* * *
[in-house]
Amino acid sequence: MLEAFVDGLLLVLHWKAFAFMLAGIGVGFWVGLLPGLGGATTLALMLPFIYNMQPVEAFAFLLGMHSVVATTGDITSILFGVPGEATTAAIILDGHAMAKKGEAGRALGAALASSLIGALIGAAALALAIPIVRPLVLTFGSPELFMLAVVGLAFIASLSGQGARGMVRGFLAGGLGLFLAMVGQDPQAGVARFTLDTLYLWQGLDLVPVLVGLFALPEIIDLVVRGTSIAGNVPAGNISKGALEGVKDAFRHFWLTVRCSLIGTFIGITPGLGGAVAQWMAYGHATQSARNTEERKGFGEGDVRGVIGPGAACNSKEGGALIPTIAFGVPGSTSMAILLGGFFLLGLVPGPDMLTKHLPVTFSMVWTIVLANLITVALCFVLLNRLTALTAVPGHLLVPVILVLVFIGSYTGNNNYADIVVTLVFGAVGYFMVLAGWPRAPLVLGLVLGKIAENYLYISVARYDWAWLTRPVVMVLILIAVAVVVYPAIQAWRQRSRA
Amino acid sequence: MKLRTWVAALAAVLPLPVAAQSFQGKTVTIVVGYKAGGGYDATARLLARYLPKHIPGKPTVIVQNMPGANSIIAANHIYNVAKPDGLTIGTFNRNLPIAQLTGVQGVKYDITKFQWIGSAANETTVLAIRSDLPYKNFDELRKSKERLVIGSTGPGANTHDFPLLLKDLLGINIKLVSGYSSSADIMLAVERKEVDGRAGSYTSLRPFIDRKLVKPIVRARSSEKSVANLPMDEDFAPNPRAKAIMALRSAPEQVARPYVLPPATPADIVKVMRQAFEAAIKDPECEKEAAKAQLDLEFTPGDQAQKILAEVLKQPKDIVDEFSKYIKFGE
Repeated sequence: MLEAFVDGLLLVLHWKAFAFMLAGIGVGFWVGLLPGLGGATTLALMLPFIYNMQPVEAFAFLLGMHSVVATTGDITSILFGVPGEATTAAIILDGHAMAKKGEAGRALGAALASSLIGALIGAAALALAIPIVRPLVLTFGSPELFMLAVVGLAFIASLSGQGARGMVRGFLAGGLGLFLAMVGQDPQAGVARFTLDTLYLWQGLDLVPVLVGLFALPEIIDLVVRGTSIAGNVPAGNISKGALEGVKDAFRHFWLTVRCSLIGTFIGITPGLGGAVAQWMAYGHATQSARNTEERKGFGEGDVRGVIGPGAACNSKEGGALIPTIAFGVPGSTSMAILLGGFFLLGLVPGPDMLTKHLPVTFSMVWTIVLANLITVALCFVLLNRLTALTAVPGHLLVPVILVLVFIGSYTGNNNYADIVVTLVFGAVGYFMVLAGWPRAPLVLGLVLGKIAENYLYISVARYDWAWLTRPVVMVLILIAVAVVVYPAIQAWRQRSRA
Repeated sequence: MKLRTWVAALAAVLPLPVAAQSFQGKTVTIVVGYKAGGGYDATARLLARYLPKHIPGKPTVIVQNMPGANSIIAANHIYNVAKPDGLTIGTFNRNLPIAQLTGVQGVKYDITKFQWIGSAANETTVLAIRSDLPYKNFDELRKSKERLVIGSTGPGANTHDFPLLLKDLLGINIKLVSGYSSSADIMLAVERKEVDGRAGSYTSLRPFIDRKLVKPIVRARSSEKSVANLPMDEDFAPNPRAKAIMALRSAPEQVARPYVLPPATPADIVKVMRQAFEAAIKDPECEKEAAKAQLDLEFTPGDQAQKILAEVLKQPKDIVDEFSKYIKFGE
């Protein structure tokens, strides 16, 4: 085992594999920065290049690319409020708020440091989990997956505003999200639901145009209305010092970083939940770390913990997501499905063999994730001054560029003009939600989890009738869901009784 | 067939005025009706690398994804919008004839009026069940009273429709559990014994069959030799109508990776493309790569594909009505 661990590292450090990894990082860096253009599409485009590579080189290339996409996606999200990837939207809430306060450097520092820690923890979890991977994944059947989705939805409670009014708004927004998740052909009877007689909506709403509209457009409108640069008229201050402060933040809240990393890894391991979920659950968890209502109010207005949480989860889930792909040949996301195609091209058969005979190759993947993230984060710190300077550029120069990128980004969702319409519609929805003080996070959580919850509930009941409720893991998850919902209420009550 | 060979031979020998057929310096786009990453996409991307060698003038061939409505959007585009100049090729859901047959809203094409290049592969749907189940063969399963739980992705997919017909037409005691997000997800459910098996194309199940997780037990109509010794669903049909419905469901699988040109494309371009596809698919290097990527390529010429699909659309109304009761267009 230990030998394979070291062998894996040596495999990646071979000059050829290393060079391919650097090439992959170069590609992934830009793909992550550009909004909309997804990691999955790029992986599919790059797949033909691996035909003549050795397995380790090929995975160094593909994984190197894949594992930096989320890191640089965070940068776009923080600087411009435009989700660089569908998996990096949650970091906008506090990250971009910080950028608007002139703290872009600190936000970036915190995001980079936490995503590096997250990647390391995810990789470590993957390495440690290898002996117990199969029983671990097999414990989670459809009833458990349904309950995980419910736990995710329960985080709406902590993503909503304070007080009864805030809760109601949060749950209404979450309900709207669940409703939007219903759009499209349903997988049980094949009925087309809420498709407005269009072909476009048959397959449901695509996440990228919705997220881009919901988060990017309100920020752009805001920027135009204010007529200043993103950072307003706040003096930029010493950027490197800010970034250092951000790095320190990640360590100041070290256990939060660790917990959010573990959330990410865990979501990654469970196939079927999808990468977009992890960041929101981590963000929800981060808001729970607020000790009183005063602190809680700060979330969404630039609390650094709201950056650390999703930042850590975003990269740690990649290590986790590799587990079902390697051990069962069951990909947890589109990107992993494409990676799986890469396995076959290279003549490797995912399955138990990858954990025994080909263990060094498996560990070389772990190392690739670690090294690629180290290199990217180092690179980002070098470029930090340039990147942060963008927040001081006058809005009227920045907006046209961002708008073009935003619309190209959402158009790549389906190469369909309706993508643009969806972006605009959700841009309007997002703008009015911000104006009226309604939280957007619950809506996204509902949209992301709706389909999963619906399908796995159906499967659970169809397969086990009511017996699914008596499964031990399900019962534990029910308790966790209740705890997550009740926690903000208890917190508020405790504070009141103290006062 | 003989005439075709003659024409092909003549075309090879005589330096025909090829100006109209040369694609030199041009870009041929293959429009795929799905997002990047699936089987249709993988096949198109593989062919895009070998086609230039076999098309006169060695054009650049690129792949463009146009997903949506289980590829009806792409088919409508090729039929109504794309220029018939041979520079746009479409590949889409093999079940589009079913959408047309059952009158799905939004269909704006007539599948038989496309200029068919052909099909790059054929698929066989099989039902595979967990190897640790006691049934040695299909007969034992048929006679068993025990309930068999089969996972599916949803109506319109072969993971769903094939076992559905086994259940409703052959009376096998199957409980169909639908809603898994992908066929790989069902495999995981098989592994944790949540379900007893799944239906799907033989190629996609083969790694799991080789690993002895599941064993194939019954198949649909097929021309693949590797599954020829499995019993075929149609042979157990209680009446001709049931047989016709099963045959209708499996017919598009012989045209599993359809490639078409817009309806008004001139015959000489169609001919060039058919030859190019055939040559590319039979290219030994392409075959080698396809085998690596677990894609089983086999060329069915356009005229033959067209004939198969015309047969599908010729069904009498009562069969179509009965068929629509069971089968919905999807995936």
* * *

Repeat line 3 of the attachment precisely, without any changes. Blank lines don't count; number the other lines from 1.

Amino acid sequence: MKLRTWVAALAAVLPLPVAAQSFQGKTVTIVVGYKAGGGYDATARLLARYLPKHIPGKPTVIVQNMPGANSIIAANHIYNVAKPDGLTIGTFNRNLPIAQLTGVQGVKYDITKFQWIGSAANETTVLAIRSDLPYKNFDELRKSKERLVIGSTGPGANTHDFPLLLKDLLGINIKLVSGYSSSADIMLAVERKEVDGRAGSYTSLRPFIDRKLVKPIVRARSSEKSVANLPMDEDFAPNPRAKAIMALRSAPEQVARPYVLPPATPADIVKVMRQAFEAAIKDPECEKEAAKAQLDLEFTPGDQAQKILAEVLKQPKDIVDEFSKYIKFGE